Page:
“I care very much about my adopted hometown. In many ways, New York is a metaphor for the rest of the country and for what we need to do to rebuild safely.”

Perhaps Dorf and his guests will end their Seder with a special prayer that should take place in-person “Next Year in New York!”

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NEW HAVEN — Dr. Ruth Westheimer shared her experience as part of the Holocaust’s Kindertransport at “Orphans of the Holocaust,” the opening event of the Yom Hashoah-HolocaustRemembrance Day commemoration at Yale University’s Joseph Slifka Center for Jewish Life. Westheimer is co-teaching a course on “The Family and the Jewish Tradition” at Yale this semester with the university’s Jewish chaplain, Rabbi James Ponet.

Dr. Ruth Westheimer was born in 1928 in Frankfurt, an only child in a lower middle class Orthodox family. When her father was taken by the Nazis, her mother and grandmother thought it would be safest for her to be evacuated from Germany.

“They closed the Samson Raphael Hirsch Orthodox school, and I was told I had to join a group of children going to Switzerland or my father couldn’t return.” Wertheimer boarded the kindertransport to Heiden, Switzerland on Jan. 5, 1939. She waved to her mother for what would be the last time.

In Switzerland, Westheimer, then only ten years old, lived in a children’s home overlooking Lake Constance. “We could see Germany,” she recalls. She was enrolled in vocational training, where she learned to care for Swiss children (bathing them, doing their laundry and cleaning their toilets). Westheimer wasn’t permitted to attend school, though she had dreamed of studying medicine. She communicated with her parents and hoped she would see them again. The letters stopped suddenly in September of 1941; she later learned that her parents had been taken to the Lodz Ghetto, where her father was a cemetery gardener, and most likely killed in Auschwitz.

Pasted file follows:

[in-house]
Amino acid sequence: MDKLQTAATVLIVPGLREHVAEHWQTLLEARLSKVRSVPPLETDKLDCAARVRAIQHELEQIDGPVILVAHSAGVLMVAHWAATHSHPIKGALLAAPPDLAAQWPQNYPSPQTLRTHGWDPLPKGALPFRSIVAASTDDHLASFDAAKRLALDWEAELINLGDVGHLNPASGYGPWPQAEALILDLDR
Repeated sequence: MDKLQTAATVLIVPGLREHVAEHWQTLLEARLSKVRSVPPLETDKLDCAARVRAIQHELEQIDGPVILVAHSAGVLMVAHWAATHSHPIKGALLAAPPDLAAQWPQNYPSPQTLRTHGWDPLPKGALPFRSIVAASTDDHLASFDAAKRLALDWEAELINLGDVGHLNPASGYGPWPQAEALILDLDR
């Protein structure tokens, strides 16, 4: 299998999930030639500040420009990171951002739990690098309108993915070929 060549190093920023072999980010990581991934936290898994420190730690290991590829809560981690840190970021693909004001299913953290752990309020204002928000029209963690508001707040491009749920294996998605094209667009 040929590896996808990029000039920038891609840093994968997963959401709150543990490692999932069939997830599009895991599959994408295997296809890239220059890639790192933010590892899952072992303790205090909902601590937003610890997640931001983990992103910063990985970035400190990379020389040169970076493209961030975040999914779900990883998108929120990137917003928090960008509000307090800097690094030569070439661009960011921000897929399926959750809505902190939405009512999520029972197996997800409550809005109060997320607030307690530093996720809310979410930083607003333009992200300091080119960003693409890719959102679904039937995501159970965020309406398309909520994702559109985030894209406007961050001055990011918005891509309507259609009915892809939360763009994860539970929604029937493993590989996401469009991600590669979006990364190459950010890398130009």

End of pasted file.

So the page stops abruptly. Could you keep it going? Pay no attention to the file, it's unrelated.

At the conclusion of the war, Westheimer was 17 years old. She decided to go to Palestine, where she lived on a kibbutz picking olives and tomatoes. She also served in the Haganah, a precursor to the Israel Defense Forces, where she became a sharpshooter. She was badly injured on her twentieth birthday, while doing guard duty; an Arab shell exploded at her feet. Luckily, she recovered and was able to walk.

Westheimer moved to France in 1950. Eventually, she resettled in New York, and received a doctorate in education from Teachers College of Columbia University. Affectionately known as “Dr. Ruth,” Westheimer is best known for her radio program, “Sexually Speaking,” which began in Sept. 1980. Westheimer spoke movingly of her parents and grandparents and of the importance of early childhood socialization. She spoke of how the orphans “created a community to have a family again,” and of how “many boys and girls went in to the helping professions.”

Sharing the stage with Westheimer at the Holocaust commemoration was a local Kindertransport survivor, Irm (Irmgard) Wessel. A social worker, Wessel is a long-time resident of New Haven and a member of Congregation B’nai Jacob in Woodbridge. During the war, she was sent to England from her home in Kassel, Germany. Unlike Westheimer, Wessel was eventually reunited with her parents in America.

Describing her family as “German first and Jewish second,” Wessel said her businessman father, the vice president of a steel factory, held positions of importance in the synagogue and in the Jewish community. His position of importance, and his role as a mediator between the Jews and the Nazis would prove useful in getting Irm on the Kindertransport to England.

The audience listened intently as Wessel shared the details of her story, including the actual date of Krystallnacht. While most histories report Krystallnacht to have taken place in Germany on Nov. 9 and 10, Wessel notes, “The Nazis practiced in Kassel on Nov. 7, 1938.”

Kessel also spoke about being forced to add the name “Sarah” to her name (all girls were forced to add “Sarah” and males, “Israel”), seeing her father cry for the first time, the train ride to England, and life in her English foster home.

Upon arriving in New York at age 14, Kessel was forced to throw her stamp collection overboard as she was told she could not enter the U.S. with “anything of value.” Following her reunification with her parents and resettling in Iowa and later Illinois (partially assisted by the American Friends/Quakers), Wessel eventually settled in Connecticut where she is a member of the therapeutic community, and an activist.